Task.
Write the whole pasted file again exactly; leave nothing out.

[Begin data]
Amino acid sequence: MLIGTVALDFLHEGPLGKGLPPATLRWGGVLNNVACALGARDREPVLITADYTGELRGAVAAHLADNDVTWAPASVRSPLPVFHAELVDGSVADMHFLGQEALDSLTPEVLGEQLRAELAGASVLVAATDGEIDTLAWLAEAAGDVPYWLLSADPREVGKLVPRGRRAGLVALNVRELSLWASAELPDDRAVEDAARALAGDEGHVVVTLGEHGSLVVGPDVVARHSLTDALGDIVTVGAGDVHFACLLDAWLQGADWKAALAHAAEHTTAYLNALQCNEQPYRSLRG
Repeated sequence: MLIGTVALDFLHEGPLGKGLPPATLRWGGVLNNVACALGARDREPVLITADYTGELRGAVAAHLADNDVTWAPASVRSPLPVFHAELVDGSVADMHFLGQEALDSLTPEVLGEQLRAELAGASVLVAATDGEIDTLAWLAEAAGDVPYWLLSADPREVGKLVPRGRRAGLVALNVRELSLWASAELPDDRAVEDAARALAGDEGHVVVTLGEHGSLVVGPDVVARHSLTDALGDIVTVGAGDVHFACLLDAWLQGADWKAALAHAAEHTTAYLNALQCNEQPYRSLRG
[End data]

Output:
Amino acid sequence: MLIGTVALDFLHEGPLGKGLPPATLRWGGVLNNVACALGARDREPVLITADYTGELRGAVAAHLADNDVTWAPASVRSPLPVFHAELVDGSVADMHFLGQEALDSLTPEVLGEQLRAELAGASVLVAATDGEIDTLAWLAEAAGDVPYWLLSADPREVGKLVPRGRRAGLVALNVRELSLWASAELPDDRAVEDAARALAGDEGHVVVTLGEHGSLVVGPDVVARHSLTDALGDIVTVGAGDVHFACLLDAWLQGADWKAALAHAAEHTTAYLNALQCNEQPYRSLRG
Repeated sequence: MLIGTVALDFLHEGPLGKGLPPATLRWGGVLNNVACALGARDREPVLITADYTGELRGAVAAHLADNDVTWAPASVRSPLPVFHAELVDGSVADMHFLGQEALDSLTPEVLGEQLRAELAGASVLVAATDGEIDTLAWLAEAAGDVPYWLLSADPREVGKLVPRGRRAGLVALNVRELSLWASAELPDDRAVEDAARALAGDEGHVVVTLGEHGSLVVGPDVVARHSLTDALGDIVTVGAGDVHFACLLDAWLQGADWKAALAHAAEHTTAYLNALQCNEQPYRSLRG